The University of Southern California Marshall School of Business will offer an online MBA program focused on analytics, social media, virtual teams and entrepreneurial thinking – the latest top institution to tap into learning tech.
Business schools have been investing heavily in digital learning environments, as the full-time MBA loses some of its lustre to shorter, online courses.
USC Marshall’s online coursework will be conducted primarily in an asynchronous – flexible – format, with weekly, scheduled seminars conducted by faculty via webcam, and a one-week event on campus.
The school has invested in considerable infrastructure to develop online learning programs, providing training for faculty and developing a dedicated instructional team and studio.
The new program will incorporate live action cases, interactive exercises and virtual teamwork.
John Matsusaka, USC Marshall online MBA academic director, said: “Online technologies continue to rapidly reshape our world.”
Students are attracted to distance learning because it often allows them to maintain careers, cutting out the lost earnings needed to obtain a traditional degree.
James G Ellis, dean of USC Marshall, said: “The new online MBA will allow students from around the world, regardless of time zone and location, the opportunity to join the Marshall Trojan Family.”
A number of schools are moving in a similar direction and are launching specialist online degrees. This ranges from US institutions like Stanford and Wharton to IE Business School and Durham University Business School in Europe.
The number of business schools offering online MBA programs has ballooned by around 25% over five years, according to AACBS International, the accrediting body.
Since January this year, a large number of traditional US MBA programs have been “flipped” online.
Indiana University Northwest recently launched a Weeknight Hybrid MBA to allow students to work full-time. It combines online and face-to-face learning – known as a “blended” format – with students required to attend weeknight classes every other week.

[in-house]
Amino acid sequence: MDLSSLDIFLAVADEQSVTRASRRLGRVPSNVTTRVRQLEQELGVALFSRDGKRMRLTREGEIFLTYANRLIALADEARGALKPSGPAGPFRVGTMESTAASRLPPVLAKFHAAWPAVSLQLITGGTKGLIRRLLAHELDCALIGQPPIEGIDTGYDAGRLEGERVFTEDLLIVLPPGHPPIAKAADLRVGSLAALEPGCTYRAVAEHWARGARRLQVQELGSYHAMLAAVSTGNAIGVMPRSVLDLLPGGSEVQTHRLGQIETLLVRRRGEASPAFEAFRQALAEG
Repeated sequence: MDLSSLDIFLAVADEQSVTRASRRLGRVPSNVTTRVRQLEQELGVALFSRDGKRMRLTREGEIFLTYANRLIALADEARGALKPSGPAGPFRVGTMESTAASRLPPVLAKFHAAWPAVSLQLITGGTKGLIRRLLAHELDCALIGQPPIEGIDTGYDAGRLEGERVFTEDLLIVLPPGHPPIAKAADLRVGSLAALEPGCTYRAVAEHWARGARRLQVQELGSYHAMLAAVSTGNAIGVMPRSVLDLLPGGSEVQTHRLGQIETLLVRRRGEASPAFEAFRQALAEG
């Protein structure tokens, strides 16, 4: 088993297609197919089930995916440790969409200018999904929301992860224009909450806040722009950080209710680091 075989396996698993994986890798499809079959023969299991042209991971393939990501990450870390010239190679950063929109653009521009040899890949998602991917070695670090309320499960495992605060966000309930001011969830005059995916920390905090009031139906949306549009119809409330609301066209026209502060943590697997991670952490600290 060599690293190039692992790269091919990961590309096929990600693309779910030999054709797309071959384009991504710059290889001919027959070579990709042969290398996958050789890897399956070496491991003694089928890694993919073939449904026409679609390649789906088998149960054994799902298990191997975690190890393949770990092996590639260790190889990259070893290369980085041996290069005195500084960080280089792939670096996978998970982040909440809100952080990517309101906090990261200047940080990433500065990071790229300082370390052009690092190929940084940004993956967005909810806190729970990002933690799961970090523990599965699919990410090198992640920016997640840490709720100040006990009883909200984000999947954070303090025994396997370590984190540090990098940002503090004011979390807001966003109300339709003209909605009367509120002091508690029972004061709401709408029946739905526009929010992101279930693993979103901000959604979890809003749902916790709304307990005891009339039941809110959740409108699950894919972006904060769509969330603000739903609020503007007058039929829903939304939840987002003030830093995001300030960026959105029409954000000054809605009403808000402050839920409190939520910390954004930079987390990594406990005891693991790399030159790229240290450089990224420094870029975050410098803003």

John Gibson, director of graduate programs at IU Northwest’s School of Business and Economics, said some students have too many time constraints to participate in a “traditional” MBA program.
He added: “The hybrid component of this new program gives working students more flexibility to balance their time between professional, educational and personal commitments.”
The University of Nebraska at Kearney recently made a similar move and restructured its MBA program, blending online and face-to-face learning. About 85% of the classes will now be delivered through digital channels.
Indiana’s Judd Leighton School of Business and Economics last month also revamped its MBA to be delivered in a hybrid format – 50% in-class and 50% online.
Designed for busy working professionals, it can also be completed more quickly. “The new MBA program is flexible, active and relevant,” said PN Saksena, associate dean of graduate programs.
Meanwhile, the MBA at UNC Pembroke School of Business will be taught 100% online this year, which the school said will be more affordable.
There have been concerns that online programs will “cannibalize” traditional degrees, with business faculty loathe to adopt new teaching methods. But Dr John Parnell, interim dean of Pembroke’s business school, played down fears. He said: “We’ve done the work, and we are well prepared in terms of technology and training.”
Other business schools have rolled out online programs focused on specific industries this year.
Florida State University’s College of Business, for example, announced that it is offering an online MBA program with a focus on hospitality and tourism management. North Carolina’s Kenan-Flagler Business School launched a new online certificate program focused on capital markets.
Business schools often rely on outside technology developed by educational technology companies such as Blackboard, Coursera and Knewton.
This is a profitable market. 2U, the Nasdaq-listed tech group, powers MBA and other courses for the likes of Kogod School of Business and Whitman School.
James Kenigsberg, 2U chief technology officer, said in March that 2U’s cloud-based software-as-a-service platform has helped its partners attract, enrol and teach more than 10,000 students representing more than 60 countries.
USC Marshall’s program was developed with All Campus – a company that provides recruitment, design and enrolment services to aid online learning.
Joe Diamond, chief executive officer of All Campus, said that the USC Marshall program will “change the way we all think about the online MBA”.
A curriculum has been created specifically for the digital course. Students can take classes in online programs at other USC schools, and enrol in additional online courses from Marshall MS programs in entrepreneurship, marketing and supply chain management.
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